2 & 4 stroke engines, initial-alternative propellers
January 22, 2017
Each RC engines manufacturer provides the modeller with a list of propellers that fulfill the specifications of each engine. Depending on the use, the type of model, and the specs of each engine, there is a list of initial and alternative propellers that are suitable.
Generally the higher propeller pitch equals to greater cruising speeds whilst smaller pitch gives greater climbing ability. Initial propellers are made with the average pitch, with which every model designed for the specific engine can fly. It’s advisable to use these initial propellers because on many occasions they are close enough to the proper pitch. Later, by testing you can obtain the maximum performance from your model using the alternative propellers. If none of them performs better, then continue using the initial one. Find below a list of propellers for 2 and 4 stroke engines.
2 STROKE ENGINES
4 STROKE ENGINES
Below are some safety thougths that although seem basic, they still need to be repeatedly kept regarding propellers and their use. They apply not only to small birds but especially to their giant scale brothers!
1. Install the prop with the curved side of the blade facing forward and tighten the prop nut or allen bolt(s) with the proper size wrench.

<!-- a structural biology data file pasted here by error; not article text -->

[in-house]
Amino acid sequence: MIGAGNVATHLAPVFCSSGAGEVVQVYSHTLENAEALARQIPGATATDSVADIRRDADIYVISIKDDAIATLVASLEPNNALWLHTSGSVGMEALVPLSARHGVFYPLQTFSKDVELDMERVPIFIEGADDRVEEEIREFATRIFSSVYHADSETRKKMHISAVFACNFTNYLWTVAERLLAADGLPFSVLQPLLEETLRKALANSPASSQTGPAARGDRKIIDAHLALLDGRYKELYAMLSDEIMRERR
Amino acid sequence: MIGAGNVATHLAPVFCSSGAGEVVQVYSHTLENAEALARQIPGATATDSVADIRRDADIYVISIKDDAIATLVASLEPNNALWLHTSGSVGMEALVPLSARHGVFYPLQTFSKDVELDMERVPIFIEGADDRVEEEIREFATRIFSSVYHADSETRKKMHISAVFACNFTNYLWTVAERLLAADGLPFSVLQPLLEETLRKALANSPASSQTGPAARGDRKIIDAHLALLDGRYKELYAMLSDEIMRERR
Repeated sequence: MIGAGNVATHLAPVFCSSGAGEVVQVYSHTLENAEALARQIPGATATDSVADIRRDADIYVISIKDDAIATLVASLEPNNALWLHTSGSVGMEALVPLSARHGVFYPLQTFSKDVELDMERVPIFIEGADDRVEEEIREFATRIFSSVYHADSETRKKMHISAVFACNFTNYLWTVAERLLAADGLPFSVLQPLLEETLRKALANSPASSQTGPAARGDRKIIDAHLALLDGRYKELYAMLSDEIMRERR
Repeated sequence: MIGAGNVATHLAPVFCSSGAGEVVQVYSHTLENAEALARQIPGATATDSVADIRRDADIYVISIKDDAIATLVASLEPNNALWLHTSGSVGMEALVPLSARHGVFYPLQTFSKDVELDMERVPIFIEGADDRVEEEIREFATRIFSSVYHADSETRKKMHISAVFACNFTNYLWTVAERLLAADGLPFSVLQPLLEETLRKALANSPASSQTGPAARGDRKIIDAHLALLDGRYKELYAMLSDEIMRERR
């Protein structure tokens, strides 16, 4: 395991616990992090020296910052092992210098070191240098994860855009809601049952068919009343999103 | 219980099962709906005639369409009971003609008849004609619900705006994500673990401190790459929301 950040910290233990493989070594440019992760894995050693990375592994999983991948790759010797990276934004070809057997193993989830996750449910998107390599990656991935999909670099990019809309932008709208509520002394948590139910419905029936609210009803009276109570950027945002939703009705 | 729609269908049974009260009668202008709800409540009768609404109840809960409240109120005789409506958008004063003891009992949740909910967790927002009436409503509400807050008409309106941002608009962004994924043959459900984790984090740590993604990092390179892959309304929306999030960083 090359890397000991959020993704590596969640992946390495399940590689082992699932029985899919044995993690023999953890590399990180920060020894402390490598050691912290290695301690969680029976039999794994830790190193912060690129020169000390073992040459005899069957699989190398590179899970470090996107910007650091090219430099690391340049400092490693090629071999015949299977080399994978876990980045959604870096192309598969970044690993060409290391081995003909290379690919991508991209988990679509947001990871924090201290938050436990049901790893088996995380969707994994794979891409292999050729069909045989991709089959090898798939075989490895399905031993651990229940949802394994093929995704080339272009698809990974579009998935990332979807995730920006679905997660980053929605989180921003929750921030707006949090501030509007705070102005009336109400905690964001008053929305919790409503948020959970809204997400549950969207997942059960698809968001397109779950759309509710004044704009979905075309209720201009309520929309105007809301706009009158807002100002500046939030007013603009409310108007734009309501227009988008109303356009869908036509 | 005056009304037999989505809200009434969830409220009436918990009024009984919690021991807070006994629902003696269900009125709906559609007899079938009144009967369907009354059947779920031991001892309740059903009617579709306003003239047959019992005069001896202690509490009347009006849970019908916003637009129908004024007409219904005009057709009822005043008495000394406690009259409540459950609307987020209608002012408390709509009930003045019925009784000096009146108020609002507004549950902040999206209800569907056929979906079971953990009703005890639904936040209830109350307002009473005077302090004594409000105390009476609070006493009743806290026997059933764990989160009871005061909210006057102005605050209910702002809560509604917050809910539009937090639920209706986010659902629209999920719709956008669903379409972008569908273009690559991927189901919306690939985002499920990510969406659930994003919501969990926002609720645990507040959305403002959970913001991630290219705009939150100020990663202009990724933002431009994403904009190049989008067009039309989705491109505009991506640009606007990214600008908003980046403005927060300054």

2. Recheck the tightness of the nut or bolt(s) often, especially on wood props which tend to compress and loosen more often.
3. When starting the engine, keep spectators at least 15 meters clear of the model and out of the path of the propeller.
4. Keep hands away from the prop as much as possible. Use a chicken stick or and electic starter.
5. Keep face and body out of prop arc as soon the engine is started and run.
6. Make all adjustments from behind the prop except on pusher prop installations.
7. Never throw anything into the prop to stop the engine. Use a kill switch or pinch off the engine’s fuel supply if it is accessible.
8. Discard any prop with nicks, scratches, splits, cracks or any other sign of damage. Never attempt to repair, alter or bend a prop.
9. Don’t run an engine in areas of loose gravel or sand for the prop can throw such material into your face and eyes. It’s not a bad idea to wear eye protection.
10. Keep loose clothing, shirt sleeves, and other such items away from the prop and avoid carrying objects that can fall into the prop such as pens, screwdrivers, etc.
11. Be sure to keep the glow driver wire out of the prop path.
12. If a spinner is used, be certain that it’s edges are not in contact with the propeller blades.